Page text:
Biden instructs State Department to release up to $350 million assistance to Ukraine , update

A high-rise apartment block was hit by a Russian missile overnight in Kyiv as fighting raged between Russian attackers and Ukrainian forces, officials said Saturday. 

United States President Joe Biden has instructed Secretary of State Antony Blinken to release up to $350 million in immediate support to Ukraine’s security and defense, according to a new memo released by the White House late Friday. 

This is the third drawdown of money; previous orders have been for $60 million and $250 million, putting the total over the last year at over a billion dollars, according to an administration official.

The State Department is expected to issue its own statement with more details shortly.

This release comes after a 40-minute call between Biden and Ukrainian President Volodymyr Zelensky earlier Friday, during which they discussed “concrete defense assistance.”

Residents in the Ukrainian capital Kyiv are waking up to explosions and the sounds of war for the third morning, as the battle arrives in the city proper. Here’s the latest:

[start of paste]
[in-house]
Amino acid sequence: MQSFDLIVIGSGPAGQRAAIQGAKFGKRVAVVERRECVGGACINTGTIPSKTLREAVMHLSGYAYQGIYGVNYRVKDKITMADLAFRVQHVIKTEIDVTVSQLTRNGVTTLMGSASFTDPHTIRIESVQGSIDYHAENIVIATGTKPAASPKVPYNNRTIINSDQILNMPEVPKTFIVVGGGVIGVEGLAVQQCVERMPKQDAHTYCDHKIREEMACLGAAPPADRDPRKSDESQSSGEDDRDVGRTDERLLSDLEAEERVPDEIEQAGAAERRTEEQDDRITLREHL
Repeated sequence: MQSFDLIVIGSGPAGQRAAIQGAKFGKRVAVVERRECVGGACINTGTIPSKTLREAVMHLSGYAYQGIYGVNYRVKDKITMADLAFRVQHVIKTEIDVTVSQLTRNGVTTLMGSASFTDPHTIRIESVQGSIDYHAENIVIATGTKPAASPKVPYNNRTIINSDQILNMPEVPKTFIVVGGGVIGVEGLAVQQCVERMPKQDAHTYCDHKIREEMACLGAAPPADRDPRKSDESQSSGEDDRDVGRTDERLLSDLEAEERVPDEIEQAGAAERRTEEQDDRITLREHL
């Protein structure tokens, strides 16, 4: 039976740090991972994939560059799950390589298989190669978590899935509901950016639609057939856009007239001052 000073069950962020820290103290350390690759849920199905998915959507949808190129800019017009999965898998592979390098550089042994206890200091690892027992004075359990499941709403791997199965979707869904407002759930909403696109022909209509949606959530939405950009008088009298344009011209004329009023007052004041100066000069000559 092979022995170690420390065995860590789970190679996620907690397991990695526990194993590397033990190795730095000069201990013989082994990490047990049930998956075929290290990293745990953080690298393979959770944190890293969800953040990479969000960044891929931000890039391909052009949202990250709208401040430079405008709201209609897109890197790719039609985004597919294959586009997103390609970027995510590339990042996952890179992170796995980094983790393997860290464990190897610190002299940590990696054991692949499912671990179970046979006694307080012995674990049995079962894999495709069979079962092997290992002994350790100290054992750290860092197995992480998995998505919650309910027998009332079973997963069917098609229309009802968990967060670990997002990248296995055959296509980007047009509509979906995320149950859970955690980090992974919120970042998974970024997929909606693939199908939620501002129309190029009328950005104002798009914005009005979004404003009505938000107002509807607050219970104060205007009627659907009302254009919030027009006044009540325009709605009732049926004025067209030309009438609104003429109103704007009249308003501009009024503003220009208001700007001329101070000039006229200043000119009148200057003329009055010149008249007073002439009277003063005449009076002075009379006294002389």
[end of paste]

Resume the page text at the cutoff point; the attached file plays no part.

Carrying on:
:” Russia targeting civilian infrastructure” , says Ukranian president

  • Explosions through the night: Blasts were reported inside the capital Saturday morning, after days of heavy fighting on the outskirts as Russian troops advanced on the city. Gunfire was also heard close to the city center.
  • Zelensky’s address: In a national address Friday night, Ukrainian President Volodymyr Zelensky vowed Ukrainians would stay and fight for their country, and accused Russia of targeting civilian infrastructure. 
  • Peace talks: A spokesperson for Zelensky said the President accepted a Russian proposal to hold negotiations and that he is ready to talk about peace and a ceasefire.
  • UNSC meeting: On Friday, Russia vetoed a United Nations Security Council resolution condemning the invasion of Ukraine. China, India and the United Arab Emirates abstained from voting. After the vote, 50 countries issued a joint statement saying Russia abused its power in blocking the resolution.